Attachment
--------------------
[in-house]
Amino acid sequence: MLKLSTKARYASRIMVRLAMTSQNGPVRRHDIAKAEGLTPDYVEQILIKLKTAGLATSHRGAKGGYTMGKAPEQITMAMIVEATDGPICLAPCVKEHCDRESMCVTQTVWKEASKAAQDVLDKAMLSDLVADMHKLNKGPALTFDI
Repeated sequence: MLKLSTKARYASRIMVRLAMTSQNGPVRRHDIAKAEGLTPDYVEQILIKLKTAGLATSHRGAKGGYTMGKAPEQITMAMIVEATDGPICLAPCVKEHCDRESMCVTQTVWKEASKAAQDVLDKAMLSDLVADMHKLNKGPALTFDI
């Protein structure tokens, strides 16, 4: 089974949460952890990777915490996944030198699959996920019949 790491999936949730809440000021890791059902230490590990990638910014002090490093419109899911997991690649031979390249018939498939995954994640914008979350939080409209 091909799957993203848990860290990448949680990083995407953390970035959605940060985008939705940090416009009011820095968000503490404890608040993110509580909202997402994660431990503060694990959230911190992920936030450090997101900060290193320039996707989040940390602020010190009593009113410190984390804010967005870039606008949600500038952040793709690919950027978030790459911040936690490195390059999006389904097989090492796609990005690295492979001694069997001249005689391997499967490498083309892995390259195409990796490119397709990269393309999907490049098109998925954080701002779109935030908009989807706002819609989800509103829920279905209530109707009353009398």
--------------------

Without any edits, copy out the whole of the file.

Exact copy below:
[in-house]
Amino acid sequence: MLKLSTKARYASRIMVRLAMTSQNGPVRRHDIAKAEGLTPDYVEQILIKLKTAGLATSHRGAKGGYTMGKAPEQITMAMIVEATDGPICLAPCVKEHCDRESMCVTQTVWKEASKAAQDVLDKAMLSDLVADMHKLNKGPALTFDI
Repeated sequence: MLKLSTKARYASRIMVRLAMTSQNGPVRRHDIAKAEGLTPDYVEQILIKLKTAGLATSHRGAKGGYTMGKAPEQITMAMIVEATDGPICLAPCVKEHCDRESMCVTQTVWKEASKAAQDVLDKAMLSDLVADMHKLNKGPALTFDI
């Protein structure tokens, strides 16, 4: 089974949460952890990777915490996944030198699959996920019949 790491999936949730809440000021890791059902230490590990990638910014002090490093419109899911997991690649031979390249018939498939995954994640914008979350939080409209 091909799957993203848990860290990448949680990083995407953390970035959605940060985008939705940090416009009011820095968000503490404890608040993110509580909202997402994660431990503060694990959230911190992920936030450090997101900060290193320039996707989040940390602020010190009593009113410190984390804010967005870039606008949600500038952040793709690919950027978030790459911040936690490195390059999006389904097989090492796609990005690295492979001694069997001249005689391997499967490498083309892995390259195409990796490119397709990269393309999907490049098109998925954080701002779109935030908009989807706002819609989800509103829920279905209530109707009353009398």